Klopp v Pochettino: Who will win the battle of the high press?
Mauricio Pochettino was the Premier League's main advocate of a high-intensity pressing game but Klopp has crashed the party
When this weekend’s early game kicks off a new era will begin, as Jurgen Klopp takes charge of his first game as Liverpool manager.
The gegenpress will make its bow in England, with its first test pitting the German against the Premier League’s foremost advocates of the high press in Tottenham.
Mauricio Pochettino has over the past 15 months built a young, exuberant Spurs team that buys into his philosophy. They work hard as a unit in a system that requires everyone to pull their weight, with Pochettino subscribing to the three-second rule; an intense direct press that aims to recover the ball within three seconds of losing it. If they do not work together holes appear and opponents will cut through them.
This approach primarily requires exceptional fitness and Pochettino’s players are fitter than most. Tottenham have covered the second-most ground in the Premier League this season, out-running their opponents in every match they have played. But they have no individual player towards the top of the individual list in terms of distance covered; this Spurs team work as a group to smoke out their opposition.
They also rank second in terms of tackles and interceptions made this season, with 325, behind only Leicester, though Claudio Ranieri’s men have had had only 40.4 per cent possession – to Tottenham’s 53.7 per cent – and therefore are forced into more defensive actions. Spurs also ranked third for tackles and interceptions last season; clearly Pochettino’s message is getting though.
In contrast, Klopp has had less than a week to instil his philosophy of gegenpressing – swarming defenders with lots of attackers as high up the pitch as possible – at Liverpool but the stats from his time at Borussia Dortmund suggest that his tutelage will eventually pay dividends.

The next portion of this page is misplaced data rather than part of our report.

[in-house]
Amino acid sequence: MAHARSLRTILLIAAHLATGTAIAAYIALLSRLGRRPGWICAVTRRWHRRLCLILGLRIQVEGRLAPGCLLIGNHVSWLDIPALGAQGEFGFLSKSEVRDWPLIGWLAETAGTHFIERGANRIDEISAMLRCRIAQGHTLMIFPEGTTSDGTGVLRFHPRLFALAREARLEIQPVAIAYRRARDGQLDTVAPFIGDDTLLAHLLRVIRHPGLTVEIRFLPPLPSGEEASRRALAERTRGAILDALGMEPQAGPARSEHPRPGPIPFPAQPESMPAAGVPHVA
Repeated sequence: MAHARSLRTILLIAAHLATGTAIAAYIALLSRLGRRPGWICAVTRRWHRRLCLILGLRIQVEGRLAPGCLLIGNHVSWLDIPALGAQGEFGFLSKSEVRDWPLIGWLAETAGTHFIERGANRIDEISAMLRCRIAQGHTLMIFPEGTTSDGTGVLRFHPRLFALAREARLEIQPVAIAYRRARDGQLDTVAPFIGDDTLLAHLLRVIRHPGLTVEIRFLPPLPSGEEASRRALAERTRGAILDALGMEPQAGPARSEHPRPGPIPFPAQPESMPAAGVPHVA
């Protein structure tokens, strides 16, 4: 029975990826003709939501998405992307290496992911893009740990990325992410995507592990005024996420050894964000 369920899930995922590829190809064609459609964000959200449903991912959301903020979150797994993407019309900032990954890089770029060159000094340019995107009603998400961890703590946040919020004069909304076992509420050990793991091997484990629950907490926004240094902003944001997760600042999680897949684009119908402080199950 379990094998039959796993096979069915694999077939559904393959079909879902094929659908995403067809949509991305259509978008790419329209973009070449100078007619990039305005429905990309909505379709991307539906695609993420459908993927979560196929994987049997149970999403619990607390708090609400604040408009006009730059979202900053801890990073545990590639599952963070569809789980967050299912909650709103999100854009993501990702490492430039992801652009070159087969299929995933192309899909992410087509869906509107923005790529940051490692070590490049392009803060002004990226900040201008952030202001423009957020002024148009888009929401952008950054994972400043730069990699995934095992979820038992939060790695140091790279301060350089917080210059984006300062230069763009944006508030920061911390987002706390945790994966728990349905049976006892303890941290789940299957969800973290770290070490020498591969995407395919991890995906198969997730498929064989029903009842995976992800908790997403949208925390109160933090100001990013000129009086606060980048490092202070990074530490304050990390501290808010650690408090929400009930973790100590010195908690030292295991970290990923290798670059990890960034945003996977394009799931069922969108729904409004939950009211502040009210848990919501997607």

In his first season there his Dortmund team made the second-most tackles and interceptions in the Bundesliga, improving on the previous campaign’s 13th-place finish by seven positions.
The next season they made more tackles than any Bundesliga team did in a single season in the Klopp era, with an incredible 927 – more than 24 per game. They improved again, finishing fifth.
In his third season, Klopp restored Dortmund to the summit of German football. They won the title for the first time in nearly a decade, making the second-most tackles and interceptions, behind only one team – Mainz, Klopp’s former employers.
In 2011/12 they retained the title with the second-highest tackle tally. The Bundesliga pendulum had swung and Klopp’s high press was responsible.
They continued to challenge for two more years, also reaching a Champions League final, but Bayern Munich’s financial muscle was beginning to show. Klopp lost Mario Gotze and Robert Lewandowski to his rivals. He tried to replace them but new players were not schooled in the Klopp philosophy. They dropped to ninth in tackles and interceptions made last season and their efficacy swiftly plummeted. They could manage no better than seventh in the league.
It will be fascinating to see how quickly Klopp is able to make his presence felt at Liverpool, and whether his players immediately portray his vision on the pitch. He usually requires a full pre-season to implement his ideology so it will be an intense few days at Melwood.
One player that could fit the bill is James Milner, who has covered more ground than any other player in the Premier League this season, clocking up nearly 100 kilometres in eight games. Incredibly, the least Milner has run in a match (12.1km vs Bournemouth) is still further than any other Liverpool player has managed in any match so far.
He appears to have the physical capabilities to play a high-pressing game, averaging 57 sprints per game; the second-most at Liverpool at Liverpool after Nathaniel Clyne, who Klopp will also be delighted to have at his disposal.
A crucial aspect of his high pressing game is forwards who stay close together and hunt in packs, leaving space on the wings that he likes his marauding full-backs to exploit. Clyne runs more than 10km per 90 minutes and will benefit hugely from Klopp’s arrival. Expect him to join attacks even more than he does already.
On initial viewing Philippe Coutinho look to fit the mould of a Klopp attacker perfectly. He is full of energy, quick, technical, likes to play in tight central areas and scores goals from midfield. His 52.2 sprints per game could be improved upon if Klopp is to get the most of him.
The new manager may also be able to get more from Roberto Firmino. He should be aware of the Brazilian from their shared time in the Bundesliga, and an average of 78 sprints per 90 minutes will be music to Klopp's ears, though it should at least in part be attributed to shorter appearances from the bench.
There is, however, still plenty of work to be done, though.
Liverpool as a whole, however, have only covered more ground than seven other Premier League teams this season, running more than 60km less than this weekend's Tottenham. They also rank only 12th in terms of tackles and interceptions made.
That was the Brendan Rodgers era, though. This is Klopp’s time.
Let the battle of the high press commence.